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US announces enhanced security measures for all inbound flights, flags potential end of electronics ban

written by australianaviation.com.au | June 29, 2017

A file image of a Transportation Security Administration officer. (Department of Homeland Security)
A file image of a Transportation Security Administration officer. (Department of Homeland Security)

United States Department of Homeland Security (DHS) Secretary John Kelly has announced new security measures for all international flights to the country and the potential end of the laptop ban affecting eight Middle East and North African countries.

The DHS said on its website the measures to apply to all inbound flights included enhancing overall passenger screening; conducting heightened screening of personal electronic devices; increasing security protocols around aircraft and in passenger areas; and deploying advanced technology, expanding canine screening, and establishing additional preclearance locations.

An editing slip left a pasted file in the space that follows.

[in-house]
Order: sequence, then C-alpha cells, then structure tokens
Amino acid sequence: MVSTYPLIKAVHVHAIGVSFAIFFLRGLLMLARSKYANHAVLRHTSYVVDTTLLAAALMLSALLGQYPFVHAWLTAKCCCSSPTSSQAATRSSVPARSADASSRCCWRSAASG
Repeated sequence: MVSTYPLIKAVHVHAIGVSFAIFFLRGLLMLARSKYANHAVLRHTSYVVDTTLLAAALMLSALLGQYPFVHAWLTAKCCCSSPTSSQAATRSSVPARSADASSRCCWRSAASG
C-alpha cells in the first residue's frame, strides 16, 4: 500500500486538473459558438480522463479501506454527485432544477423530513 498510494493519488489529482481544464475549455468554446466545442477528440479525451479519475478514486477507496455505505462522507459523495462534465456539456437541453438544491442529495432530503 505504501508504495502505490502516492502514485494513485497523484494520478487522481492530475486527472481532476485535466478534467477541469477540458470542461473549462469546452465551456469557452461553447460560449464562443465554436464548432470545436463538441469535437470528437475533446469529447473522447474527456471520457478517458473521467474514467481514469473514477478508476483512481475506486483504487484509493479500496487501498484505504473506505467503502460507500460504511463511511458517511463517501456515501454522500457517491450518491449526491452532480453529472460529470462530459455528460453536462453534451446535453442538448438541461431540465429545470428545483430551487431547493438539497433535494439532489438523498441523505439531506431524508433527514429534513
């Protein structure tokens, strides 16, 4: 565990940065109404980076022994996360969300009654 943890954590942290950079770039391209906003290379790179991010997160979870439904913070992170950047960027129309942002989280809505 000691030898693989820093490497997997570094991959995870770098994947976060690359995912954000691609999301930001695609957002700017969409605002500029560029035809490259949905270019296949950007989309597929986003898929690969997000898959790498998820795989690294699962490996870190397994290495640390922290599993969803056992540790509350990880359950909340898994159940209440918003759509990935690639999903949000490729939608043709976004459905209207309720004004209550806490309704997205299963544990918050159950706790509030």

Department of Homeland Security Secretary John Kelly. (Department of Homeland Security)
Department of Homeland Security Secretary John Kelly. (Department of Homeland Security)

Kelly said this latest announcement followed talks with stakeholders across the industry.

“It is time to raise the global baseline of aviation security,” Kelly said in statement on the DHS website.

“We cannot play international whack-a-mole with each new threat. Instead, we must put in place new measures across the board to keep the traveling public safe and make it harder for terrorists to succeed.


“With this announcement, we send a clear message that inaction is not an option.”

Since March, the US government has required passengers on nonstop flights from 10 airports in eight countries to the US to check in all personal electronic devices larger than a smartphone, such as laptops, tablets, e-readers, cameras, portable DVD players, electronic game units and travel printers and scanners. Smartphones and medical devices were permitted to be carried on board the aircraft.

The rules did not apply to flights departing the United States.

The United Kingdom followed with a similar ban, albeit with a few different countries and airports.